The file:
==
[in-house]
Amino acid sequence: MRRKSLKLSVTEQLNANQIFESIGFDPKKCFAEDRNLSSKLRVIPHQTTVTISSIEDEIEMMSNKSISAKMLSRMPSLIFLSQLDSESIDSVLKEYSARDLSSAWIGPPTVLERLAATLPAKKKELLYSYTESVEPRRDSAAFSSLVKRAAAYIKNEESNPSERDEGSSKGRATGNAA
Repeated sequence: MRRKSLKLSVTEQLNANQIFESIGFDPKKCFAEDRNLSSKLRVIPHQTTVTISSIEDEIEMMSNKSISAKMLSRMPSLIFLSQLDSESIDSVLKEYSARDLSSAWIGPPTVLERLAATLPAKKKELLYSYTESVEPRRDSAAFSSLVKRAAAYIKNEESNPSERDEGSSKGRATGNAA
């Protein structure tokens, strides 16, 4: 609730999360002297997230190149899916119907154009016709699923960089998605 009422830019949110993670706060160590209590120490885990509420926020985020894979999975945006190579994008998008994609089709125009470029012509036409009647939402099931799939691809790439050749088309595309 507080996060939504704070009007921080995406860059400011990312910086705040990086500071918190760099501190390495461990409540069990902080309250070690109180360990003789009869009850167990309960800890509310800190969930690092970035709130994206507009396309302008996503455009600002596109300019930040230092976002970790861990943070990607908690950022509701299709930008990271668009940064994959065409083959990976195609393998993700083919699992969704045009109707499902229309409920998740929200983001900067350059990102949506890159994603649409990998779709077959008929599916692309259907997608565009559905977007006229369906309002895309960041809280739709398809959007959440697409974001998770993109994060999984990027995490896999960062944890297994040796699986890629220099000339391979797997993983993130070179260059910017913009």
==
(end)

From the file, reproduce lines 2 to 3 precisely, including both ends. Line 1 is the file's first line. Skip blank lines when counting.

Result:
Amino acid sequence: MRRKSLKLSVTEQLNANQIFESIGFDPKKCFAEDRNLSSKLRVIPHQTTVTISSIEDEIEMMSNKSISAKMLSRMPSLIFLSQLDSESIDSVLKEYSARDLSSAWIGPPTVLERLAATLPAKKKELLYSYTESVEPRRDSAAFSSLVKRAAAYIKNEESNPSERDEGSSKGRATGNAA
Repeated sequence: MRRKSLKLSVTEQLNANQIFESIGFDPKKCFAEDRNLSSKLRVIPHQTTVTISSIEDEIEMMSNKSISAKMLSRMPSLIFLSQLDSESIDSVLKEYSARDLSSAWIGPPTVLERLAATLPAKKKELLYSYTESVEPRRDSAAFSSLVKRAAAYIKNEESNPSERDEGSSKGRATGNAA